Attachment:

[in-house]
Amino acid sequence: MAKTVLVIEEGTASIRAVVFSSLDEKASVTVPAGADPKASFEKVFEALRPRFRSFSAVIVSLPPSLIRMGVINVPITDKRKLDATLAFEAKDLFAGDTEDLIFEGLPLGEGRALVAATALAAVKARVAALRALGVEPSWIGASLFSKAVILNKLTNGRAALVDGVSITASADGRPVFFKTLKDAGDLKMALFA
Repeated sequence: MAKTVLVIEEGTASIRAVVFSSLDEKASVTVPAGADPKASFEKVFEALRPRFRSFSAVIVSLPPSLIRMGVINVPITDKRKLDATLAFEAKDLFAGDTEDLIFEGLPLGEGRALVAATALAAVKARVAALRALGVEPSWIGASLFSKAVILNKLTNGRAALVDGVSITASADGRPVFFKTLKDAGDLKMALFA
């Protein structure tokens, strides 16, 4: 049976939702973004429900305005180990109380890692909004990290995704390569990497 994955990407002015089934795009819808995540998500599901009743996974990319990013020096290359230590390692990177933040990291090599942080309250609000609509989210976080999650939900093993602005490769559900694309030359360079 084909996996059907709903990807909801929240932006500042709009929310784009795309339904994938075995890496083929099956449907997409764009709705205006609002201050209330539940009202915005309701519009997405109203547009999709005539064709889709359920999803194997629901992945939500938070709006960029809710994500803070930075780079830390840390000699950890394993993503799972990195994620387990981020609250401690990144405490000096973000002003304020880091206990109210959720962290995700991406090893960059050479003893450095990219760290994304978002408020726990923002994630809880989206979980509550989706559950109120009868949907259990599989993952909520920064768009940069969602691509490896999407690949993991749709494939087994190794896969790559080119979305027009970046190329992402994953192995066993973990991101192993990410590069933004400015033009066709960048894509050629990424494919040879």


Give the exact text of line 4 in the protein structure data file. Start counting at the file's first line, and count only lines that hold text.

């Protein structure tokens, strides 16, 4: 049976939702973004429900305005180990109380890692909004990290995704390569990497 994955990407002015089934795009819808995540998500599901009743996974990319990013020096290359230590390692990177933040990291090599942080309250609000609509989210976080999650939900093993602005490769559900694309030359360079 084909996996059907709903990807909801929240932006500042709009929310784009795309339904994938075995890496083929099956449907997409764009709705205006609002201050209330539940009202915005309701519009997405109203547009999709005539064709889709359920999803194997629901992945939500938070709006960029809710994500803070930075780079830390840390000699950890394993993503799972990195994620387990981020609250401690990144405490000096973000002003304020880091206990109210959720962290995700991406090893960059050479003893450095990219760290994304978002408020726990923002994630809880989206979980509550989706559950109120009868949907259990599989993952909520920064768009940069969602691509490896999407690949993991749709494939087994190794896969790559080119979305027009970046190329992402994953192995066993973990991101192993990410590069933004400015033009066709960048894509050629990424494919040879």